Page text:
VANDENBERG AIR FORCE BASE, Calif. --
Major Richard (Dick) Sherman, former B-25 Bombardier and Navigator, 11th Bomb Squadron of the U.S. Army Air Corps’ 14th Air Force, passed away at the age of 96 years old in Monroe, La., Jan. 9, 2019.
Sherman, an original Flying Tiger who served under the command of Maj. Gen. Claire Chennault, flew 52 missions during World War II and earned a purple heart for wounds he received when his aircraft was attacked in June of 1944.
“Maj. Sherman and the original Flying Tigers are an inspiration to today’s military personnel. We remain indebted to Maj. Sherman and the greatest generation for their selfless service and sacrifices,” said Maj. Gen. Stephen Whiting, 14th Air Force Commander and Deputy Joint Force Space Component Commander. “Maj. Sherman represented the resilience and resolve of a generation that endured incredible sacrifices, changing the world for the better.”
Sherman also survived a crash landing after his aircraft was damaged by ground fire near Hong Kong in February of 1944. Historical records obtained from the Chennault Aviation and Military Museum indicate Sherman and his crew “decided to try to land the aircraft instead of parachuting” after it was damaged; and “they survived the crash landing and later found that rats had eaten holes in their parachutes to eat their emergency food supplies.”
“He truly was a remarkable man and he definitely left an impression. We have had many Chinese who have come to the museum to visit and to interview Dick,” said Nell Calloway, President of the Chennault Aviation and Military Museum, and granddaughter of Claire Chennault. Quoting her grandfather’s book, Way of a Fighter, Calloway also said “It is my fondest hope that the sign of the Flying Tigers will remain aloft just as long as it is needed, and that it will always be remembered on both shores of the Pacific as the symbol of two great peoples working toward a common goal in war and peace.”
14th Air Force traces its long and prestigious history back to Imperial Japan's invasion of China in 1937. The Chinese government looked to the U.S. for assistance and hired U.S. Army Air Corps veteran Claire Chennault to train its pilots. The Chinese Air Force sent Chennault to Washington, D.C., in the winter of 1940 to solicit American airplanes and pilots to try to save the country.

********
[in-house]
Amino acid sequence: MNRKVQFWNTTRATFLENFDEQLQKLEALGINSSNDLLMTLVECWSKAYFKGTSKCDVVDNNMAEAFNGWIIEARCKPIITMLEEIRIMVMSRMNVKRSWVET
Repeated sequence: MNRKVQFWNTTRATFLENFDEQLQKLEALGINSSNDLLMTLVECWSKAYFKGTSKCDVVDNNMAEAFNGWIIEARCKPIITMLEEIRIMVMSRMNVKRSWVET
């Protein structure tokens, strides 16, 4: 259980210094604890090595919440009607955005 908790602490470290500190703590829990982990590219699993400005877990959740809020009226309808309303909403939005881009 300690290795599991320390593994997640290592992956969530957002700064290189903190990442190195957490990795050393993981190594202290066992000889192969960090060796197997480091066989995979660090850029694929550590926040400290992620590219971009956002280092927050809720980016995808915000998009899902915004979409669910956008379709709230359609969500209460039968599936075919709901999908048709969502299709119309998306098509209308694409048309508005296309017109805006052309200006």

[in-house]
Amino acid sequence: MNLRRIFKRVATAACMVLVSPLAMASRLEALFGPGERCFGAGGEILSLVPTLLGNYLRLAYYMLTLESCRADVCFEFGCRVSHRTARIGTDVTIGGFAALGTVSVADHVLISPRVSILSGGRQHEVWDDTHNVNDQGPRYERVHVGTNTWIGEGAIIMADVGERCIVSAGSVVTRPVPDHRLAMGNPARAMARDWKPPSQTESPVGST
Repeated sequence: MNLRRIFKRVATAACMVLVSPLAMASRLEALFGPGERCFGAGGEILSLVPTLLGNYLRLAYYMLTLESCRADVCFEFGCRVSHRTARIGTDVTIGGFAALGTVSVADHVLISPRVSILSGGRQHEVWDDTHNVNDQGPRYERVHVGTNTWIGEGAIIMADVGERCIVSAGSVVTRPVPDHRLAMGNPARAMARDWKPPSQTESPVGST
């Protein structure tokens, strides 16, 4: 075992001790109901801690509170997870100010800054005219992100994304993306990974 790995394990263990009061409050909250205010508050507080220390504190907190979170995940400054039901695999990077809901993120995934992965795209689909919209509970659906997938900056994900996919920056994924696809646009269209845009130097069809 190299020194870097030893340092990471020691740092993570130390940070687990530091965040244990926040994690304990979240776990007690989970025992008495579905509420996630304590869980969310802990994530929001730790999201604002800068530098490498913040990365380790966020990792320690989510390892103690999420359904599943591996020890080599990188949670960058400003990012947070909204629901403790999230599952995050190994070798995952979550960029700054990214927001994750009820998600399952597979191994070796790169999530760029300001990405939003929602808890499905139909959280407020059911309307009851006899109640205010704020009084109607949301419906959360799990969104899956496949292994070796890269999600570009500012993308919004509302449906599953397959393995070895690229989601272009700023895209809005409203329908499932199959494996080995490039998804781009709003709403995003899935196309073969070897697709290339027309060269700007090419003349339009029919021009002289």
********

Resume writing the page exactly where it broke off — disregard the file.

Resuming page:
In 1941, President Roosevelt signed a secret executive order which authorized Chennault to organize support. A group of active-duty recruits, 100 pilots and 200 support personnel, formed the American Volunteer Group (AVG). In addition, Chennault also procured 100 P-40 aircraft, rejected by the British as obsolete.
The AVG shipped off to Burma in the summer of 1941, where Chennault trained them in innovative combat tactics. To enhance esprit de corps, the unit painted tiger shark teeth on the noses of the group's aircraft. They saw the same decorations in a magazine photo of English P-40s in North Africa. Subsequently, journalists used the tagline “Flying Tigers,” which rapidly caught on worldwide.
Fighting against numerically superior forces, the AVG compiled one of the greatest records of the war before it was absorbed into the active-duty Army Air Corps in 1942. According to official Chinese statistics, confirmed losses of the enemy by the AVG were 268 enemy aircraft destroyed and another 40 aircraft damaged against 12 losses for the AVG. In a separate report, Chennault credits the AVG with 294 enemy aircraft shot down.
The AVG was absorbed into the active-duty China Air Task Force in July 1942 and the “Flying Tigers” moniker went with it. Chennault was brought back on active duty as a Brigadier General to command the unit. After the China Air Task Force was discontinued, the 14th Air Force was established by the special order of President Roosevelt on 10 March 1943. Chennault was appointed the commander and promoted to Major General.
The Flying Tigers of 14th Air Force conducted fighter and bomber operations along a wide front that stretched from the bend of the Yellow River and Tsinan in the north to Indochina in the south, from Chengtu and the Salween River in the west to the China Sea and the island of Formosa in the east. They were also instrumental in supplying Chinese forces through the airlift of cargo across “The Hump” in the China-Burma-India theater. By the end of World War II, 14th Air Force had achieved air superiority over the skies of China and established a ratio of 7.7 enemy planes destroyed for every American plane lost in combat.
“Our heritage stems from the legacy Maj. Sherman leaves behind. It’s Airmen like him that paved the trail for all of us,” said Chief Master Sgt. Craig Neri, 14th Air Force Command Chief. “It goes without saying, we owe him, and all of the other Flying Tigers our deepest gratitude.”